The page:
Cairo Curators Arrested for Stealing Priceless Antiquities and Replacing with Replicas

A Colossal Statue of King Menkaure at the Boston Museum of Fine Arts. A statue of the same king was stolen from the National Museum of Egyptian Civilization in Cairo. Photo: via Boston Museum of Fine Arts
A Colossal Statue of King Menkaure at the Boston Museum of Fine Arts. A statue of the same king was stolen from the National Museum of Egyptian Civilization in Cairo.
Photo: via Boston Museum of Fine Arts

Two curators of Cairo’s National Museum of Egyptian Civilization (NMEC) have been arrested for stealing two ancient objects and replacing them with replicas, the Daily Mail reports.

A statue of the fourth dynasty Egyptian King Menkaure from the Karnak Temple, and an ancient Islamic lantern have been stolen.

Egypt has struggled to keep looting of ancient artifacts under control since the 2011 uprising, but it hits especially hard when curators, who should be dedicated to preserving culture, succumb to criminal temptations (see Egyptian Antiquities Minister Calls for U.S. Importation Restrictions and New Approach to Egypt’s Scourge of Antiquities Theft).

An ancient Islamic lamp like this one was stolen from the NMEC and replaced with a replica. <br>Photo: via the David Collection</br>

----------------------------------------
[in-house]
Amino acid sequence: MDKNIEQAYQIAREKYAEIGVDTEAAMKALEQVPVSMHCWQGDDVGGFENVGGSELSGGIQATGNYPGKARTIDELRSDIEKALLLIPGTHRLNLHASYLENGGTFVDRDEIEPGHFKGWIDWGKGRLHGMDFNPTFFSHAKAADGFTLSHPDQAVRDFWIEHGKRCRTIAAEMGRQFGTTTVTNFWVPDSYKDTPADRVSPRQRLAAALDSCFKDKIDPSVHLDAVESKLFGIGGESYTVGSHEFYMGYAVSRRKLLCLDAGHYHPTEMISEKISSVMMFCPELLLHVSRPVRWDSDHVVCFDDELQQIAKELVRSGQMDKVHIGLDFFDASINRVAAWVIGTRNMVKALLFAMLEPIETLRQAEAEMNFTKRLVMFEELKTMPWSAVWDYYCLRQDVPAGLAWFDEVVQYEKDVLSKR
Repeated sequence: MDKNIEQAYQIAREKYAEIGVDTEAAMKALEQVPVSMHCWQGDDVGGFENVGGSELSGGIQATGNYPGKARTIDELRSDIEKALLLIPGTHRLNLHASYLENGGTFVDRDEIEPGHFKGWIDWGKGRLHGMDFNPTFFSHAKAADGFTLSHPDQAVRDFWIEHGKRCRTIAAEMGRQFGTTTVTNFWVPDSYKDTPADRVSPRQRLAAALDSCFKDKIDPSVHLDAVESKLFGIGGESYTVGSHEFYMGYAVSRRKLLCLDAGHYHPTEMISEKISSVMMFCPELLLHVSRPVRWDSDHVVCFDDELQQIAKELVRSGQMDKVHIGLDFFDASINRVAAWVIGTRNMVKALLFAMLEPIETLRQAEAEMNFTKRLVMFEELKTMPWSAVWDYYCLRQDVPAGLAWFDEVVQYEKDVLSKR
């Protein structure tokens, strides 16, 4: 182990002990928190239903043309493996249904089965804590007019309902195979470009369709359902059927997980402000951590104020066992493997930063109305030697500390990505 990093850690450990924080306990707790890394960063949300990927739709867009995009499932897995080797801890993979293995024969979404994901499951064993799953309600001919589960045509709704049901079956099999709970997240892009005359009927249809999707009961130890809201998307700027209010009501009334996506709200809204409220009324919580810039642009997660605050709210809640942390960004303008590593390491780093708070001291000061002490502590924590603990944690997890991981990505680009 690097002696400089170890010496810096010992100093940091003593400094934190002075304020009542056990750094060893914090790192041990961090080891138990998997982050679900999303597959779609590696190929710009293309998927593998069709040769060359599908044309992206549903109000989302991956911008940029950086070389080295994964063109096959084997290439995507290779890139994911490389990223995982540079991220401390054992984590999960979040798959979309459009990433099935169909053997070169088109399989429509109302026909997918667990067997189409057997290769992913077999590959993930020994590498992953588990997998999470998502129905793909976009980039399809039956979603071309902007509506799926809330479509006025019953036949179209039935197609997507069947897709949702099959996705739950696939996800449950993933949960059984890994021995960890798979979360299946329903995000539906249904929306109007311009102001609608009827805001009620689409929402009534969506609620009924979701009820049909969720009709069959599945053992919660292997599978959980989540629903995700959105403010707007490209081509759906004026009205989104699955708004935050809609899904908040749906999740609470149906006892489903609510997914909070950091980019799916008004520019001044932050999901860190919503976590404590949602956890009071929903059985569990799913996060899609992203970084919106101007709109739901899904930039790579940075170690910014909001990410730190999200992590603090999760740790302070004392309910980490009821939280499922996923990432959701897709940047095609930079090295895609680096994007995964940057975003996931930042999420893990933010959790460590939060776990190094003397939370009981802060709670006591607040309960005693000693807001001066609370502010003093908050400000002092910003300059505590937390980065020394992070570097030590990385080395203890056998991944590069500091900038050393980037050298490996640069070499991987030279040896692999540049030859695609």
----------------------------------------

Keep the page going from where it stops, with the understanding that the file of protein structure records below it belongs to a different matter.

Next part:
An ancient Islamic lamp like this one was stolen from the NMEC and replaced with a replica.
Photo: via the David Collection

Disorganization on the museum’s side allowed the theft to go unnoticed. Cairo police made the arrests after an investigation into ancient Islamic artifacts that went missing from the museum and ended up at auction in London (see Stolen Egyptian Antiquities Hit the Open Market).

Following these arrests, a ministry committee will establish an inventory of the museum’s holdings.

A rendering of the NMEC, under construction since 2004 with no open-date in sight. <br>Photo: via National Museum of Egyptian Civilization's Facebook Page</br>

A rendering of the NMEC, under construction since 2004 with no open-date in sight.
Photo: via National Museum of Egyptian Civilization’s Facebook Page

The NMEC is dedicated to preserving Egyptian culture from antiquity until today, and has been in the works since 1982 as part of a UNESCO campaign. Construction began in 2004, but a number of roadblocks–including the 2011 uprising–postponed its opening, the date of which is still unknown.


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